Econ = Business?

<p>Hey Everybody,</p>

<p>When I go to college next year, I plan to double major in Comp. Sci and Business yet, when I was looking through my college list, I noticed that some colleges like Dartmouth had computer science but no business. The same went for Tufts, Brown, and Caltech. Yet, they do have economics as a major. My question is whether economics and business majors are similiar? My dad told me that at the core of business, there is economics. I really don't know what to do...</p>

<p>business learns about accounting, finance, management, marketing, etc., it's not offered in every school because it's a professional degree</p>

<p>economics learns how to relocate scarce resources, it's social science and thus it is included in virtually every school.</p>

<p>business itself has no major theories but they learn simple, little and watered down economics theories. By watered down I mean less in depth and less mathematical.</p>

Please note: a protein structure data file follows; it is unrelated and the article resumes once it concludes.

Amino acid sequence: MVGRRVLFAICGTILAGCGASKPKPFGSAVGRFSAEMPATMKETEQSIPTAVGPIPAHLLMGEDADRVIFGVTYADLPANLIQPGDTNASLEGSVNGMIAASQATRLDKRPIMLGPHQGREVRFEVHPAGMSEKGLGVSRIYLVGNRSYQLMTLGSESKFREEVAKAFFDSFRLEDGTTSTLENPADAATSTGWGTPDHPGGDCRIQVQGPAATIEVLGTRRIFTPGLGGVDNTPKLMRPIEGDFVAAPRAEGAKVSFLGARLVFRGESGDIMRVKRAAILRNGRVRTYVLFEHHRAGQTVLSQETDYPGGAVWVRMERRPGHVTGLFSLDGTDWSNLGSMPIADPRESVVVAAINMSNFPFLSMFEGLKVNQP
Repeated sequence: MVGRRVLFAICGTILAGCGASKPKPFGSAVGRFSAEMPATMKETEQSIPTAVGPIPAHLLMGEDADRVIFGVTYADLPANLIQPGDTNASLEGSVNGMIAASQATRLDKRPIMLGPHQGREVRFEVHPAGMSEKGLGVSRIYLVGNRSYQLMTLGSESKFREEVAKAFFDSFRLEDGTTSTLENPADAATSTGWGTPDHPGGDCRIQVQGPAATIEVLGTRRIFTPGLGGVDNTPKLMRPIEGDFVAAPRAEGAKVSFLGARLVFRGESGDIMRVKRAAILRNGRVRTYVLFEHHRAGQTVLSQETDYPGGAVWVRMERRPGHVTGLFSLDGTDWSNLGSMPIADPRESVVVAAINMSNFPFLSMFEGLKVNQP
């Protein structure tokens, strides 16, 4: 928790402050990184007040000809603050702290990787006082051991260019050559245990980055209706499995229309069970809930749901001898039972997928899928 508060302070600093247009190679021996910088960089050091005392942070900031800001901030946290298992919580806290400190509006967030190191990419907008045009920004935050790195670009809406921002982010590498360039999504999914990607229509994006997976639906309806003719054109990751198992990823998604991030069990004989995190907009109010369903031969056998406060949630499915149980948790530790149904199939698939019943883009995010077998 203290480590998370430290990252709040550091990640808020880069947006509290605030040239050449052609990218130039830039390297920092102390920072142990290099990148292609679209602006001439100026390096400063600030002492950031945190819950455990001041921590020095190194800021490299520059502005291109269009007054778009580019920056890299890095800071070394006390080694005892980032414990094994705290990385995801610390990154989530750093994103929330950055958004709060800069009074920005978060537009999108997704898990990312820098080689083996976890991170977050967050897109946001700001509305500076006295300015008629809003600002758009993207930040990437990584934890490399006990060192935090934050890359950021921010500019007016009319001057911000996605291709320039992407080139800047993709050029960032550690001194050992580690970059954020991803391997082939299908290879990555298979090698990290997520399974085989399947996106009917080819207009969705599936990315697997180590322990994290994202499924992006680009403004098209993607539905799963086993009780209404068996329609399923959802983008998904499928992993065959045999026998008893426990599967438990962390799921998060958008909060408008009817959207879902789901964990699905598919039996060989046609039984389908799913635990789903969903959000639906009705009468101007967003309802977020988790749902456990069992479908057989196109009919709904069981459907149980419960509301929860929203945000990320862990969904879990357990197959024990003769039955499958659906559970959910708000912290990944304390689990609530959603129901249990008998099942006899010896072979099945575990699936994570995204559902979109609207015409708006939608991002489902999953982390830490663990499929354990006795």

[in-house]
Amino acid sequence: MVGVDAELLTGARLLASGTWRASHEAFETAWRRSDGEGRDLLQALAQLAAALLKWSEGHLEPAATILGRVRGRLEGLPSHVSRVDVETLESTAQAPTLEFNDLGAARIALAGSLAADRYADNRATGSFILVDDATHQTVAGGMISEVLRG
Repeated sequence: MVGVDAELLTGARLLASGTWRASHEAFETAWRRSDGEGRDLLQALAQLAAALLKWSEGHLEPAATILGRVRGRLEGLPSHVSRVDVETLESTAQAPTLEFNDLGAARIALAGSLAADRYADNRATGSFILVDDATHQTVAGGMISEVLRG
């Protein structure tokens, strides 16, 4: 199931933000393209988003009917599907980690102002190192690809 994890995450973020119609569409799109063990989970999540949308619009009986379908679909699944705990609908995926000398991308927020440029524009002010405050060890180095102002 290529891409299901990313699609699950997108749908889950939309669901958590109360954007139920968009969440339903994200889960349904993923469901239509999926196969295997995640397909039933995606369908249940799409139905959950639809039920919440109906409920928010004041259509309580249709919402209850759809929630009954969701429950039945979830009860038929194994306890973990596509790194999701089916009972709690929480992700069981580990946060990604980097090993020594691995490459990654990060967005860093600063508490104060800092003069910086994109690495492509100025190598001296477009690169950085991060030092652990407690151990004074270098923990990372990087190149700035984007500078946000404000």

<p>no theories? accounting would have to be the core of business, it is the basic unit in which you account for business practices. Without accounting, you could not ascertain the economic conditions that affect the rest of society. However to fully understand the business community, a good understanding of macro economics principles and basis econometrics/statistical analysis/time series is always great. And business can be highly theoretical, do not ever put accounting and lack of theories together in the same sentence as most of it relies on the basis of general theories and ethics</p>

<p>Ever wonder why PHD studies are available for accountancy all the way to it management?</p>

<p>Business, or accounting for that matter, has theories? That's news.</p>

<p>When is the last time you hear someone say vocational training has theories?</p>